Do you know how to compliment a friend? Why should you give out compliments?
In The Like Switch, Jack Schafer and Marvin Karlins suggest complimenting friends if you want to improve your relationships with them. They offer a few tricks to compliment someone without coming off as insincere to ensure you don’t hurt anyone’s feelings.
Read below for the authors’ guide to being nice to someone in the best way possible.
How to Compliment Effectively
The authors note that compliments can be a great tool in any friendship. They make people feel good about themselves by pointing out qualities you value in them and celebrating their achievements. However, compliments can often come off as insincere, especially when you don’t know a person very well. When used ineffectively, compliments may be mistaken for flattery, which suggests you want something in return for your kind words.
Schafer and Karlins offer a couple of workarounds that help you learn how to compliment a friend without them assuming you have an ulterior motive. First, you can send a compliment through a middle person. This involves complimenting your friend to someone you both know (someone who will tell your friend what you said). Your friend will still hear the nice thing you said about them, but it won’t seem artificial because it isn’t coming directly from you.
Second, you can make someone feel good by helping them to compliment themselves. Instead of paying a friend a direct compliment, make more generalized statements that highlight positive characteristics your friend can then realize they have.
For example, if a friend wears an outfit you like, a direct compliment might be, “That’s a really nice outfit. You have good fashion sense.” To instead help your friend compliment herself, you could say, “It takes an artistic eye to put such a fashionable outfit together.” In the second option, you’re setting your friend up to think, “Yes, I do have an artistic eye for fashion.” She compliments herself by applying the characteristics you identified—an artistic sensibility related to fashion sense—to her situation.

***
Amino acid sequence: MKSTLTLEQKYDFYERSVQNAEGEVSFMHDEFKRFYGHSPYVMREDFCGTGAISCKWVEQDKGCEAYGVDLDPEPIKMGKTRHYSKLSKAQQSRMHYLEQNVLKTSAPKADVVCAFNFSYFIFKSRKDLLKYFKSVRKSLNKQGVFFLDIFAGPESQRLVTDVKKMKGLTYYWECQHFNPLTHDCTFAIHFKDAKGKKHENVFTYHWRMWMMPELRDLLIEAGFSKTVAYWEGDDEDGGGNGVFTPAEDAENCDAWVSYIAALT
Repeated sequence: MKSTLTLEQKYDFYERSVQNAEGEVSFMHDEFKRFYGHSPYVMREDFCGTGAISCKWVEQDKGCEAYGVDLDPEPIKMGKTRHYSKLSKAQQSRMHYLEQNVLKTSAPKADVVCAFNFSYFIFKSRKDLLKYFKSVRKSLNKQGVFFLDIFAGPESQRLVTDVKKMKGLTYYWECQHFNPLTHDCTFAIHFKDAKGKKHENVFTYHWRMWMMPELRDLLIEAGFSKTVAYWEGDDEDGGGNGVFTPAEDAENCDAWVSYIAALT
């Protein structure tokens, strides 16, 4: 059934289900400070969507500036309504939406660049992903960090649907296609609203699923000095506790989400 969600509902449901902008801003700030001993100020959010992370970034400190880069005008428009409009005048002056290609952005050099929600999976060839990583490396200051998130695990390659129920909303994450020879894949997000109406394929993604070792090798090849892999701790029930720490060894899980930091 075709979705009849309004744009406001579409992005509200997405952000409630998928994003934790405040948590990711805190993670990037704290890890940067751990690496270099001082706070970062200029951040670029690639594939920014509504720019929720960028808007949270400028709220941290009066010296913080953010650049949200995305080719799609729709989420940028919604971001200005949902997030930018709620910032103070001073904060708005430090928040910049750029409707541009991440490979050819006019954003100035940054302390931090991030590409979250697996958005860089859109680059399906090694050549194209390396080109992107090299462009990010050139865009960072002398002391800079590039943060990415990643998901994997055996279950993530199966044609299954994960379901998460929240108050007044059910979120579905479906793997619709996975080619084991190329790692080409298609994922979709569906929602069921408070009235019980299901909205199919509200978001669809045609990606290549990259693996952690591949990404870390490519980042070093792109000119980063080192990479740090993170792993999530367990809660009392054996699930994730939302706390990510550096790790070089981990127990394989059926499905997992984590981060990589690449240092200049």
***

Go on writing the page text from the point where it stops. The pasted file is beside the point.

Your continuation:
According to Schafer and Karlin, people readily take chances to self-compliment. Additionally, when the compliment is technically coming from themselves, people won’t assume insincerity.
How to Avoid Pitfalls When Indirect Compliments Aren’t Enough
Schafer and Karlins’s methods for complimenting friends indirectly may help you compliment people without appearing insincere. However, indirect compliments may not always work. For instance, if you ask a third person to pass on your compliment, there’s no way to guarantee they’ll appear sincere or accurately communicate what you said.
Likewise, making generalized positive statements won’t necessarily prompt a person to compliment themselves. If the person you’re trying to compliment has low self-esteem, they might disagree with you or fail to make the connection between themselves and the generalized positive traits you point out.
If you want to try direct compliments instead of the authors’ recommended strategies, here are some examples of pitfalls to avoid:
Ambiguous compliments. These are often given sincerely, but the wording makes it unclear if the compliment to a friend was actually an insult. Consider possible connotations associated with your word choice before you speak. For example, saying “That was mature of you” to an adult can come off as patronizing. It should go without saying that an adult is mature. To remove the patronizing connotation, you could say, “You handled that really well” instead.
Too-frequent compliments. If you compliment people too much, you’ll seem insincere, even if the feeling behind your compliments is genuine. Complimenting with little discernment also creates the expectation that you’ll offer praise all the time. Then, if you don’t give a compliment when people expect to hear one from you, they’ll assume something’s wrong (even if it isn’t).
Envious compliments. When you point out something you admire about a person that you also covet for yourself, you’ll seem envious and make your recipient uncomfortable as a result. An example of an envious compliment might be, “Wow, I wish I had a dress like that.” Instead of phrasing the compliment solely in terms of something you want, you could say, “That’s a beautiful dress. You have great taste! Where did you buy it?” This alternative still expresses your interest in acquiring something similar, but it also centers your compliment around the recipient’s positive qualities.
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- How to cultivate the qualities you need to attract and connect with new friends
- How to have meaningful, smooth conversations with friends
- How you can productively manage conflict in relationships